I could not find any information regarding the "new" regulations by DEA for Methadone. DEA is in no position to tell doctors how much and what to prescribe, that would be practicing medicine without license. DEA however, can regulate other aspects such as that prescription cannot be given for more than one month supply, and that patient has to be seen and assessed prior each prescription given, that medciation cannot be called into pharmacy.
Prescribing Methadone for pain, and Methadone for addiction is two totally different issues.
Methadone for pain is given multiple times a day and even though patient may have abuse issues if they also have pain, their pain is treated in the same manner as it would be treated for any other patient the only exception they have to be monitored more closely. Most doctors in that case would refer those patients to addictionologist.
Regarding your doctor cutting your prescription into half because of DEA regulation sounds a bit strange to me. If he is giving you methadone for pain, and even if DEA regulation came out restricting the dosage given, still you would have to be weaned off it slowly to desired dose due to withdrawal symptoms, this means your well-being is a consern. DEA regulations usually apply to new patients and with old ones you would have to wean them down to comply with regulations if those regulations existed. Again, doctors do have extensive freedom in treating their patients regarding how much and what they are going to prescribe and how they are going to wean you off.
I went to DEA site and below is copy and paste information from their site that would be of interest to you. I also included website address for you if you would like more information you could go to their site. Please let me know if you require anymore information.
Question: Can a practitioner prescribe methadone for the treatment of pain?
Answer: Federal law and regulations do not restrict the prescribing, dispensing, or administering of any schedule II, III, IV, or V narcotic medication, including methadone, for the treatment of pain, if such treatment is deemed medically necessary by a practitioner acting in the usual course of professional practice.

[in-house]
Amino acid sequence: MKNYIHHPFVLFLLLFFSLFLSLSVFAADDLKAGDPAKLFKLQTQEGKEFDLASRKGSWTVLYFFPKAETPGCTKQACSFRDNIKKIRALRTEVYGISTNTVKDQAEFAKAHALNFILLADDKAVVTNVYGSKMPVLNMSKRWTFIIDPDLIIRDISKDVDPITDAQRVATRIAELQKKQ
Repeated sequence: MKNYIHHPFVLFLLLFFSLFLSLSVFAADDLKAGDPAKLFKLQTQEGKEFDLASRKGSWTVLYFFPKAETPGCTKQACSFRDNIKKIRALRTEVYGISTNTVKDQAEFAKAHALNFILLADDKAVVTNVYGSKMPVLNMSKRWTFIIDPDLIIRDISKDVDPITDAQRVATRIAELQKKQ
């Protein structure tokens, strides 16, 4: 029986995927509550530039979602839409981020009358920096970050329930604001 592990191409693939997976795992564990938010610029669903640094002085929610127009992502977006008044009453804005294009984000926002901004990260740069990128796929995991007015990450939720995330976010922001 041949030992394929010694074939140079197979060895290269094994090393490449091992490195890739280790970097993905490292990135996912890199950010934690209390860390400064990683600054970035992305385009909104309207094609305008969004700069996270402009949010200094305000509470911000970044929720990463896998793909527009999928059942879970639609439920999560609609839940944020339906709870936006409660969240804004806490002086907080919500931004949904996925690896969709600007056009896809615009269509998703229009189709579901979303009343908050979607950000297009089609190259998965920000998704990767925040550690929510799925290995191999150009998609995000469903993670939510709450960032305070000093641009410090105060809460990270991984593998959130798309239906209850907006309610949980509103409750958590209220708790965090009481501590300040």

Confusion often arises due to regulatory restrictions concerning the use of methadone for the maintenance or detoxification of opioid addicted individuals, in which case the practitioner is required to be registered with the DEA as a Narcotic Treatment Program (NTP).
Can methadone be used for pain control?
Methadone, a schedule II controlled substance, has been approved by the FDA as an analgesic. While a physician must have a separate DEA registration to dispense methadone for maintenance or detoxification, no separate registration is required to prescribe methadone for pain. However, in a document entitled "Methadone-Associated Mortality: Report of a National Assessment,'' SAMHSA recently recommended that "physicians need to understand methadone's pharmacology and appropriate use, as well as specific indications and cautions to consider when deciding whether to use this medication in the treatment of pain.'' \35\ This recommendation was made in light of mortality rates associated with methadone.
What additional precaution should be taken when a patient has a history of drug abuse?
As a DEA registrant, a physician has a responsibility to exercise a much greater degree of oversight to prevent diversion and abuse in the case of a known or suspected addict than in the case of a patient for whom there are no indicators of drug abuse. Under no circumstances may a physician dispense controlled substances with the knowledge they will be used for a nonmedical purpose or that they will be resold by the patient. Some physicians who treat patients having a history of drug abuse require each patient to sign a contract agreeing to certain terms designed to prevent diversion and abuse, such as periodic urinalysis. While such measures are not mandated by the CSA or DEA regulations, they can be very useful.